Mention has been made above, that the mansion of Buckwell had, before the reign of king Edward I. been separated from the manor itself; accordingly I find, that in the 8th year of king Edward III. William de la Hay died possessed of it, and that soon afterwards it became the property of a family who assumed their name from it, being usually called Bekewell. Henry de Bekewell appears by the escheat-rolls to have died possessed of it in the 10th year of that reign, as did his descendant, of the same name, in the 17th year of king Richard II. After this family was extinct here, this seat became the property of Wode, and remained so till the 34th year of Henry VI. and then Robert Wode passed it away by sale to Walter Moyle, ancestor of John Moyle, esq. of this place, who had the grant of the manor of Buckwell from king Edward VI. as be fore-mentioned. The Moyles were descended from Thomas Moyle, of Bodmin, in Cornwall, whose grandson Sir Walter, third son of Henry, was of Eastwell, and purchaser of this estate, as before-mentioned. His eldest son John had several sons, of whom John was father of Ralph Moyle, who died at Eastwell in 1582. Walter was of Buckwell, and ancestor of the Moyles of this place; and Thomas, who was knighted, and was of Eastwell, left two daughters his coheirs, married to Finch and Kempe. They bore for their arms, Gules, a mule passant, within a bordure, argent. There are many memorials of them in both the chancels of this church. (fn. 7) In the descendants of John Moyle, resident at Buckwell, this manor and seat continued till Mary, sole daughter and heir of John Moyle, esq. carried both of them in marriage to Robert Breton, esq. of the Elmes, near Dover, whose son Moyle Breton, esq. of Kennington, about the year 1730, being enabled so to do by an act passed for this purpose, sold them, with other adjoining estates, to Thomas May, afterwards Knight, esq. of Godmersham, and his only son and heir Thomas Knight, esq. of that place, on his death, s. p. in 1794, gave them by will to his widow, Mrs. Catherine Knight, who likewise resigned them to Edward Austen, esq. of Godmersham, the present owner of them.
Wilmington, called likewise antiently Wilmingdon, is a manor which lies at the southern part of this parish, on the Ashford road likewise. It gives name to the borough in which it stands, and to the hamlet of houses which stand round about it. Robert de Wilmington held this manor in the reign of Henry III. in grand sergeantry, of the honor of Bolegne, by the service of being the earl's cook, it being then valued at two marcs. His descendant Bertram de Wilmington, died possessed of it in the 12th year of Edward II. when it was found by inquisition, that he held it of the king in capite, by the service of finding for the king one pot-hook for his meat, whenever he should come within the manor of Boughton Aluph. (fn. 8) His descendant, of the same name, died possessed of it in the 6th year of king Henry V. After which it came into the possession of John Mowbray, duke of Norfolk, who was possessed of it in the 2d year of Edward IV. On his death the great inheritance of the Mowbrays came to the descendants of his two sisters and coheirs, and in the division of it John, lord Howard, in right of his mother Margaret, the eldest of them, became entitled to this manor. He was one of the most illustrious noblemen of his time, and having continued faithful to the house of York, he remained no less stedfast to the interest of king Richard III. who created him duke of Norsolk, earl marshal and lord admiral of England. But he did not enjoy these honors long; for he was next year slain in the battle of Bosworth, fighting on the king's behalf, and in the 1st year of Henry VII. he was attainted in parliament, and this manor, among his other possessions, became confiscated to the crown; (fn. 9) whence it was afterwards granted to Moyle, in which name it continued till the beginning of Edward VI.'s reign, when by Catherine, daughter and coheir of Sir Thomas Moyle, of Eastwell, it went in marriage to Sir Thomas Finch, of that parish, who died in 1563, and she remarrying with Nicholas St. Leger, esq. of Beamstone, in Westwell, entitled him to it for her life. She died in 1586, on which it came to her son Sir Moyle Finch, bart. in whose descendants, earl of Winchelsea, it descended down to Daniel, earl of Winchelsea and Nottingham, who at his death in 1769, devised it to his nephew George Finch Hatton, esq. now of Eastwell, the present owner of it.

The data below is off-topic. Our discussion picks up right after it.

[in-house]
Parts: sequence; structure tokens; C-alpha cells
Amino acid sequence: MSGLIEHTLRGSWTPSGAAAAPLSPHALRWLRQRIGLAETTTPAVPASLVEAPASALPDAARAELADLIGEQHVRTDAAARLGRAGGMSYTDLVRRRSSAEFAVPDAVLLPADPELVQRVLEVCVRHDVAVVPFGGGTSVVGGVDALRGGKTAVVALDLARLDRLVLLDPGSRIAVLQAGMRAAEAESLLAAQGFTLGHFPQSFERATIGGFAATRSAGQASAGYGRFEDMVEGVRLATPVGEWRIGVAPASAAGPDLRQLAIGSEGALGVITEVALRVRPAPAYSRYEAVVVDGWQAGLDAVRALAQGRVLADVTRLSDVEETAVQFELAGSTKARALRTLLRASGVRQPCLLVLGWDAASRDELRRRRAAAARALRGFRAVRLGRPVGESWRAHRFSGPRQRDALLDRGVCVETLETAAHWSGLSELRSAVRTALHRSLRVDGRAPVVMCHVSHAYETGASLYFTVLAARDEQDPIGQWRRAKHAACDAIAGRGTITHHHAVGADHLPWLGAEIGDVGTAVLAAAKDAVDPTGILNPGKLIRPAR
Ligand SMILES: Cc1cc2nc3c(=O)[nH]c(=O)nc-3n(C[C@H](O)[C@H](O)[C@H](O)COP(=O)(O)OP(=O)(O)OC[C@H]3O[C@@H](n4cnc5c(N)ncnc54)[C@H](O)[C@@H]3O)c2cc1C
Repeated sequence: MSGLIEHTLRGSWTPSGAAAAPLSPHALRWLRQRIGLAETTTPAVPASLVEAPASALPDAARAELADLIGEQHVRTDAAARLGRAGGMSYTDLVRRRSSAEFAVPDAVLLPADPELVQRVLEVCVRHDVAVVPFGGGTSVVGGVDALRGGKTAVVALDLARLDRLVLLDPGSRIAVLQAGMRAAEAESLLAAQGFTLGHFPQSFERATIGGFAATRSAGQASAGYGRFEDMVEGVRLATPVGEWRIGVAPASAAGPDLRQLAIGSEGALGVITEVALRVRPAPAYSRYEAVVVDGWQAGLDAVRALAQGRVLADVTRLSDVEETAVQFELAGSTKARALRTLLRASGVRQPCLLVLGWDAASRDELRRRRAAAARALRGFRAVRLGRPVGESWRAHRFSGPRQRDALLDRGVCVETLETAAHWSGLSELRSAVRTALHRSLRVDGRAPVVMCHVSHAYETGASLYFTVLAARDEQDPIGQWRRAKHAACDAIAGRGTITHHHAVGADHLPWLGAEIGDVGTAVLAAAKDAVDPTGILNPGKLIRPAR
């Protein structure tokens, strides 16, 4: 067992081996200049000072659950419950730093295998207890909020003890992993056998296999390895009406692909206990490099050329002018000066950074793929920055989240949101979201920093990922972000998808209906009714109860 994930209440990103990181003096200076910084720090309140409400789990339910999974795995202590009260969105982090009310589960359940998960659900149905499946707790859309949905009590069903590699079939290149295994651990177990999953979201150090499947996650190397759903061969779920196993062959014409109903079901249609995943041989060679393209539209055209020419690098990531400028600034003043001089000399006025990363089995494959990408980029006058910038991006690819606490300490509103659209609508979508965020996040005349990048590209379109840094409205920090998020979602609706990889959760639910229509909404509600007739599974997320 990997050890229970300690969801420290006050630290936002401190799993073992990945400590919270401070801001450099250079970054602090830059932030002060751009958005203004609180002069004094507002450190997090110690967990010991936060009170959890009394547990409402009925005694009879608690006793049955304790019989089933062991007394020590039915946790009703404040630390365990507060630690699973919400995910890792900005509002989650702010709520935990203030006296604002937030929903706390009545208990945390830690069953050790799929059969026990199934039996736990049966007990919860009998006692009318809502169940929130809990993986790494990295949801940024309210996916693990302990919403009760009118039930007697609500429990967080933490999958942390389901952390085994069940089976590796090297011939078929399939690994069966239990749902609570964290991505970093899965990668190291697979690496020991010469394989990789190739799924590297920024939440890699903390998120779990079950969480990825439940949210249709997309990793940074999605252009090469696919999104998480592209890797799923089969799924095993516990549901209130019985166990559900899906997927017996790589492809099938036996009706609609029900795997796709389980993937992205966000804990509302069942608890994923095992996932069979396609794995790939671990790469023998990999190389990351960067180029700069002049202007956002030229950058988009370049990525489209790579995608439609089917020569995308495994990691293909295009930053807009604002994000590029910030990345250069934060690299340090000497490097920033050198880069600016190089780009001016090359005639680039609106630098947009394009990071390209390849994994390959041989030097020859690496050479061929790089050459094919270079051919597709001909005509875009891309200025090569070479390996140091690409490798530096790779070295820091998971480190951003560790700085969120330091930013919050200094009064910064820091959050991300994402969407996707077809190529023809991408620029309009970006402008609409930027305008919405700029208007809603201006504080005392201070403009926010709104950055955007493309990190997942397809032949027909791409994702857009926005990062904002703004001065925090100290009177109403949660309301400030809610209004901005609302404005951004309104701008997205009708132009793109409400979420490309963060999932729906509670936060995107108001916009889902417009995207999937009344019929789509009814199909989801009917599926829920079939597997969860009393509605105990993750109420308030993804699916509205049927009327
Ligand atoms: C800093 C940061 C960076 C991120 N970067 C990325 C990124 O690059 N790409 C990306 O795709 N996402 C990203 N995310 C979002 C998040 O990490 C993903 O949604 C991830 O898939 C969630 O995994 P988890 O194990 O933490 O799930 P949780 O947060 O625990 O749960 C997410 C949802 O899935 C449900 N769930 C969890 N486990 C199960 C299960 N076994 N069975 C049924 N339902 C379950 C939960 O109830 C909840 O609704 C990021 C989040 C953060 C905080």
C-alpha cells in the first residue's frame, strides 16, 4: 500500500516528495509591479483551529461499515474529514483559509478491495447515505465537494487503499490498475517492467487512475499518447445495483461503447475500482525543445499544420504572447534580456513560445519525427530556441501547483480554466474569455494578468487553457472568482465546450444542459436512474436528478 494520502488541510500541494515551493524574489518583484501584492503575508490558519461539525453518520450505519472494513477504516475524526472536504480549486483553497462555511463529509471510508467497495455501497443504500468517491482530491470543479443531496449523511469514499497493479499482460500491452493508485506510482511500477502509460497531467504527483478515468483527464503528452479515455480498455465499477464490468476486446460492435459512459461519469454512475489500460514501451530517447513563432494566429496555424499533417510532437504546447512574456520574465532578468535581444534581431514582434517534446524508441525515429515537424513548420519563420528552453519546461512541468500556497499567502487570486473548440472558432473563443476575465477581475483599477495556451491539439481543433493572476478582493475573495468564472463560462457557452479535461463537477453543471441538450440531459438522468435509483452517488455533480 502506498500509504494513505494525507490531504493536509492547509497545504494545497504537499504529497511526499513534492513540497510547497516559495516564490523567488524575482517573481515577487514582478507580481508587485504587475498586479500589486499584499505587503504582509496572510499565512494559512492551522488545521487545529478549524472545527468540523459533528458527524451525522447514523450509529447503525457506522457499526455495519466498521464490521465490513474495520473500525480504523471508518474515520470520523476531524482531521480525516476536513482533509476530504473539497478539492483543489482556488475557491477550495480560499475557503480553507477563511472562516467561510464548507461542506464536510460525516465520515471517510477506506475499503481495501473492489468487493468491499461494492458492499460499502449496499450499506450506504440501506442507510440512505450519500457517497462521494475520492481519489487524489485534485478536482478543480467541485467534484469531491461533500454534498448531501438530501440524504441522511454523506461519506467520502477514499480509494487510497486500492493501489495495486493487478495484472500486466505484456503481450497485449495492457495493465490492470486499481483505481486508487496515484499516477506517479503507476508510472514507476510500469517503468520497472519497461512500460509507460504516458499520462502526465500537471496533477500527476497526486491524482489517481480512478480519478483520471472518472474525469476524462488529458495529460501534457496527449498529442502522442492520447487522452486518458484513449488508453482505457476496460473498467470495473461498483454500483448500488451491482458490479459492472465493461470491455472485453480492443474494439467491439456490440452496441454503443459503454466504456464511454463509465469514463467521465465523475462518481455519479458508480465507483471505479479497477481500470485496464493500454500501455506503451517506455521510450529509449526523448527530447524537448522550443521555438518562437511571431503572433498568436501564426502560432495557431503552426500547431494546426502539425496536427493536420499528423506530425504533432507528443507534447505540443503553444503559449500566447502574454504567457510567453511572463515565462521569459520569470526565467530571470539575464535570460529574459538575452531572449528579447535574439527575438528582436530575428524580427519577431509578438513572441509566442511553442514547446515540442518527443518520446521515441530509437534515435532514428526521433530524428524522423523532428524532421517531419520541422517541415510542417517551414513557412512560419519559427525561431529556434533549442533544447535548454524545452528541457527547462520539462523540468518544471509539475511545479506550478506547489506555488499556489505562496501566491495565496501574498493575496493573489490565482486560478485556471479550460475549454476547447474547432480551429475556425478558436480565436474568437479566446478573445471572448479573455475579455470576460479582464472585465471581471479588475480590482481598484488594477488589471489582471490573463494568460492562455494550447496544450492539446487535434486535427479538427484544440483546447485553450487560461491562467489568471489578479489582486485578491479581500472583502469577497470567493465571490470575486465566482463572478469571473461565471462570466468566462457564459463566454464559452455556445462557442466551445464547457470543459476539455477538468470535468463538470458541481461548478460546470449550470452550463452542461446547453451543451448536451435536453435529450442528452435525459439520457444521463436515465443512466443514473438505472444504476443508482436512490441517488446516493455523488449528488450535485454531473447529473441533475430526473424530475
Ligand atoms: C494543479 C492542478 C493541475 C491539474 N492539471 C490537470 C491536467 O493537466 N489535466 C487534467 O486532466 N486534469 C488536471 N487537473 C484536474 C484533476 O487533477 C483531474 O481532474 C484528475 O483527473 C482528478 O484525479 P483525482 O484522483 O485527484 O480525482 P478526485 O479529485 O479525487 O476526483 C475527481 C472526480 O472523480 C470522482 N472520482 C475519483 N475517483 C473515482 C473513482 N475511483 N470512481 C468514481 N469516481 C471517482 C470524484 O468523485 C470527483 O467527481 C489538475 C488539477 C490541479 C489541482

But Part Of The Demesne Lands of this manor were sold off, about the year 1713, to the Rev. Hilkiah Bedford, publisher of the bereditary Right of the Crown of England asserted, whose eldest son William Bedford M.D. whose daughter Elizabeth marrying Mr. Claxton, of Shirley, in Surry, has entitled him to the possession of it.
ANOTHER PART of this estate, now called Little Wilmington, in the reign of king Henry VI. was in the possession of Richard Sandys, who alienated it to John Barough, who resided at it, and died possessed of it in the 1st year of king Edward IV. One of his descendants, Richard Barrowe, resided here in the reigns of king Elizabeth and James I. and died in the 6th year of the latter, leaving three sons, Robert, Richard, and William, to which last he devised his house and lands in Borden, and from him descended the Barrows of that parish. To Robert Barrow, his eldest son, he devised this estate of Little Wilmington, and in his descendants it continued, till it was at length sold to Knott, and from that name again to Dr. William Egerton, prebendary of Canterbury, who died possessed of it in 1728, leaving two daughters his coheirs, and his widow surviving, upon whose death it came to Jemima, widow of Edward Bridges, esq. of Wotton, one of the above-mentioned coheirs, and William Hammond, esq. of St. Albans, the eldest son of William Hammond, esq. of that place, by Charlotte the other coheir; and upon a division made, this estate was allotted to Mrs. Bridges above-mentioned, now of Canterbury, and she is the present possessor of it.